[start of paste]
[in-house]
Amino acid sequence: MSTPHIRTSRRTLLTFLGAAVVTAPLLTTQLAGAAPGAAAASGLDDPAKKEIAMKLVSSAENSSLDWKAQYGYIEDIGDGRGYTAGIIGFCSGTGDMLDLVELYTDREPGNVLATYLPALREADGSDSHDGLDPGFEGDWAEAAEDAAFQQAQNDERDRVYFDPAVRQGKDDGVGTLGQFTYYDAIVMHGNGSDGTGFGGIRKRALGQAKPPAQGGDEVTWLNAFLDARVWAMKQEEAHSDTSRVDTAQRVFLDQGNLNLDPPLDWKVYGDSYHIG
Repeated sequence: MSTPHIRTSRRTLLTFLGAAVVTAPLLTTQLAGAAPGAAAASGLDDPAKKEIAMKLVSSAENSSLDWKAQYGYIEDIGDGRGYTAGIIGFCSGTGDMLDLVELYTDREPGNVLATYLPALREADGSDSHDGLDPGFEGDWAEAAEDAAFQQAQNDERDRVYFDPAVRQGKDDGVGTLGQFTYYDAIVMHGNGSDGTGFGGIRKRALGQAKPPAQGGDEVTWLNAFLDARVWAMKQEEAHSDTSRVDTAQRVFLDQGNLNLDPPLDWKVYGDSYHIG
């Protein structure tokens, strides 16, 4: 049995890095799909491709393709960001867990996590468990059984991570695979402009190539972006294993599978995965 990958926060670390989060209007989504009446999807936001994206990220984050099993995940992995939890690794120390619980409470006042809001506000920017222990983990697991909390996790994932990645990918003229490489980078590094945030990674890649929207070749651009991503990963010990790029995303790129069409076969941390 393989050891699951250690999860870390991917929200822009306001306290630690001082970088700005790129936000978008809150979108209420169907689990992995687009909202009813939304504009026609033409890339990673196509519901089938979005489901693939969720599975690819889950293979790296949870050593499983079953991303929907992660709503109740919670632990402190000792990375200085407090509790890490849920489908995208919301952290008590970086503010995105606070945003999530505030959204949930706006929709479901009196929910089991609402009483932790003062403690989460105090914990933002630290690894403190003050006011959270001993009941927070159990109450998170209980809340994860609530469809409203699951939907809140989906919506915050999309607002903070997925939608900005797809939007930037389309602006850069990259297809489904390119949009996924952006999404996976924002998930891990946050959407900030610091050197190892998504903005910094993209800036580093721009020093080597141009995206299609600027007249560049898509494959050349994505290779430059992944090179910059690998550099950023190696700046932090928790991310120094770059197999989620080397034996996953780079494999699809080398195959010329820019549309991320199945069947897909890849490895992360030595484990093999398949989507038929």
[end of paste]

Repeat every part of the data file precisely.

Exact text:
[in-house]
Amino acid sequence: MSTPHIRTSRRTLLTFLGAAVVTAPLLTTQLAGAAPGAAAASGLDDPAKKEIAMKLVSSAENSSLDWKAQYGYIEDIGDGRGYTAGIIGFCSGTGDMLDLVELYTDREPGNVLATYLPALREADGSDSHDGLDPGFEGDWAEAAEDAAFQQAQNDERDRVYFDPAVRQGKDDGVGTLGQFTYYDAIVMHGNGSDGTGFGGIRKRALGQAKPPAQGGDEVTWLNAFLDARVWAMKQEEAHSDTSRVDTAQRVFLDQGNLNLDPPLDWKVYGDSYHIG
Repeated sequence: MSTPHIRTSRRTLLTFLGAAVVTAPLLTTQLAGAAPGAAAASGLDDPAKKEIAMKLVSSAENSSLDWKAQYGYIEDIGDGRGYTAGIIGFCSGTGDMLDLVELYTDREPGNVLATYLPALREADGSDSHDGLDPGFEGDWAEAAEDAAFQQAQNDERDRVYFDPAVRQGKDDGVGTLGQFTYYDAIVMHGNGSDGTGFGGIRKRALGQAKPPAQGGDEVTWLNAFLDARVWAMKQEEAHSDTSRVDTAQRVFLDQGNLNLDPPLDWKVYGDSYHIG
């Protein structure tokens, strides 16, 4: 049995890095799909491709393709960001867990996590468990059984991570695979402009190539972006294993599978995965 990958926060670390989060209007989504009446999807936001994206990220984050099993995940992995939890690794120390619980409470006042809001506000920017222990983990697991909390996790994932990645990918003229490489980078590094945030990674890649929207070749651009991503990963010990790029995303790129069409076969941390 393989050891699951250690999860870390991917929200822009306001306290630690001082970088700005790129936000978008809150979108209420169907689990992995687009909202009813939304504009026609033409890339990673196509519901089938979005489901693939969720599975690819889950293979790296949870050593499983079953991303929907992660709503109740919670632990402190000792990375200085407090509790890490849920489908995208919301952290008590970086503010995105606070945003999530505030959204949930706006929709479901009196929910089991609402009483932790003062403690989460105090914990933002630290690894403190003050006011959270001993009941927070159990109450998170209980809340994860609530469809409203699951939907809140989906919506915050999309607002903070997925939608900005797809939007930037389309602006850069990259297809489904390119949009996924952006999404996976924002998930891990946050959407900030610091050197190892998504903005910094993209800036580093721009020093080597141009995206299609600027007249560049898509494959050349994505290779430059992944090179910059690998550099950023190696700046932090928790991310120094770059197999989620080397034996996953780079494999699809080398195959010329820019549309991320199945069947897909890849490895992360030595484990093999398949989507038929």